mysql -u root -p
Enter MySQL's root password, and you'll be presented with a prompt where you can issue SQL statements to interact with the database.
To create a database and grant your users permissions on it, issue the following command. Note, the semi-colons (;) at the end of the lines are crucial for ending the commands. Your command should look like this:
create database lollipop;
grant all on lollipop.* to 'foreman' identified by '5t1ck';
In the example above, lollipop is the name of the database, foreman is the username, and 5t1ck password. Note that database user names and passwords are only used by scripts connecting to the database, and that database user account names need not (and perhaps should not) represent actual user accounts on the system.
With that completed you've successfully configured MySQL and you may now pass these database credentials on to your users. To exit the MySQL database administration utility issue the following command:
With Apache and MySQL installed you are now ready to move on to installing PHP to provide scripting support for your web pages.

Installing and Configuring PHP

PHP makes it possible to produce dynamic and interactive pages using your own scripts and popular web development frameworks. Furthermore, many popular web applications like WordPress are written in PHP. If you want to be able to develop your websites using PHP, you must first install it.
CentOS includes packages for installing PHP from the terminal. Issue the following command:
yum install php php-pear
Once PHP5 is installed we'll need to tune the configuration file located in /etc/php.ini to enable more descriptive errors, logging, and better performance. These modifications provide a good starting point if you're unfamiliar with PHP configuration.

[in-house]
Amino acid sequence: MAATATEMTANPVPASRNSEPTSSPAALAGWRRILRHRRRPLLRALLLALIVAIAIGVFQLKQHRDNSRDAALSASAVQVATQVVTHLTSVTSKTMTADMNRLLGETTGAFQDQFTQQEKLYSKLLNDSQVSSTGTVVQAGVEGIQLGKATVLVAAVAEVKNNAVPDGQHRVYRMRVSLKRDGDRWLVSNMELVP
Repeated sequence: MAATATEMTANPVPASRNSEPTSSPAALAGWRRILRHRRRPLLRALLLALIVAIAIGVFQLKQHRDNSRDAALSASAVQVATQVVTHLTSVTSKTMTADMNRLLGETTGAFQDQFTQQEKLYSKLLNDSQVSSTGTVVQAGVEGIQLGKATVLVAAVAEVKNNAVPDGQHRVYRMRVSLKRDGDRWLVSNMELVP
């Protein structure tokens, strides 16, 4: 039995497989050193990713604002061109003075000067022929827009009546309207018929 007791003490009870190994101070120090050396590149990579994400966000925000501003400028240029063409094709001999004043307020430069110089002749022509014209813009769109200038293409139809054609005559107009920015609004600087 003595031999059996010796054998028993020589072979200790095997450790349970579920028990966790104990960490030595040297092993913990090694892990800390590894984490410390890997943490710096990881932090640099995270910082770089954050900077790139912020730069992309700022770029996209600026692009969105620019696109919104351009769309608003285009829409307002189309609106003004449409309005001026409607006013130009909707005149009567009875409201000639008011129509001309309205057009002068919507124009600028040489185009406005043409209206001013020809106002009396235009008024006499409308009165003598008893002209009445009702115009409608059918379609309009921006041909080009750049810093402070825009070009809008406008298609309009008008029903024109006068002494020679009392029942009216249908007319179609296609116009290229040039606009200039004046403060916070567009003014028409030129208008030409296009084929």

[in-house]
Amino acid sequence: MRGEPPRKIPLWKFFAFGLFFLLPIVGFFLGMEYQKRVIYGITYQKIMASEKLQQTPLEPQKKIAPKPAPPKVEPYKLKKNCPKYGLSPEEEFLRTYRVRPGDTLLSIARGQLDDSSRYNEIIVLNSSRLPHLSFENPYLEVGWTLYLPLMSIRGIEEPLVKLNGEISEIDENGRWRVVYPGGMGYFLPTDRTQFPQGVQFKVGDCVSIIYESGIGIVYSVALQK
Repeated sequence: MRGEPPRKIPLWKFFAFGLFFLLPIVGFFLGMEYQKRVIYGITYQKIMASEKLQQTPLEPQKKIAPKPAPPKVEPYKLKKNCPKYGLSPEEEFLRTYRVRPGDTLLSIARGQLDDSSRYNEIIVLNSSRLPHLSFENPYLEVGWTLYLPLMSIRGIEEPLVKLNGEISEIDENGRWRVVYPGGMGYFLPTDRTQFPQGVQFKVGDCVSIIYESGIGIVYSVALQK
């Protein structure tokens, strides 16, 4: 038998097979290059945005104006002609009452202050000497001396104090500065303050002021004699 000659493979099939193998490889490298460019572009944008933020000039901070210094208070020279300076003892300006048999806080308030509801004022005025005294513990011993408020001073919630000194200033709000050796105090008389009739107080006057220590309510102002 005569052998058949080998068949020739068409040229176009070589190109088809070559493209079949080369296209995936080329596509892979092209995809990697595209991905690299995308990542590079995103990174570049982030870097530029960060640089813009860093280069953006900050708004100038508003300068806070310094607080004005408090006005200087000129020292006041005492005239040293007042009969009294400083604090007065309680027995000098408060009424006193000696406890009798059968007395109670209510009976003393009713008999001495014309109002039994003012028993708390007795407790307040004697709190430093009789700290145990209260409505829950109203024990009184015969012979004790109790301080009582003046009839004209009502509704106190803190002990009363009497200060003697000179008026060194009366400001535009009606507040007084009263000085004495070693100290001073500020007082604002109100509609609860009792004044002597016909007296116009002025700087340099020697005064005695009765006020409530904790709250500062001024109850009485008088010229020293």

Make sure that the following values are set, and relevant lines are uncommented (comments are lines beginning with a semi-colon (;)):
File excerpt:/etc/php.ini
display_errors = Off
log_errors = On
error_log = /var/log/php.log
max_execution_time = 300
memory_limit = 64M
register_globals = Off
If you need support for MySQL in PHP, then you must install the php5-mysql package with the following command:
yum install php-mysql

More Information

You may wish to consult the following resources for additional information on this topic. While these are provided in the hope that they will be useful, please note that we cannot vouch for the accuracy or timeliness of externally hosted materials.

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 You should how have a good jumping off point for numerous projects!  Next article I will discuss how to setup the OTRS open source help desk ticketing software on your new server! :D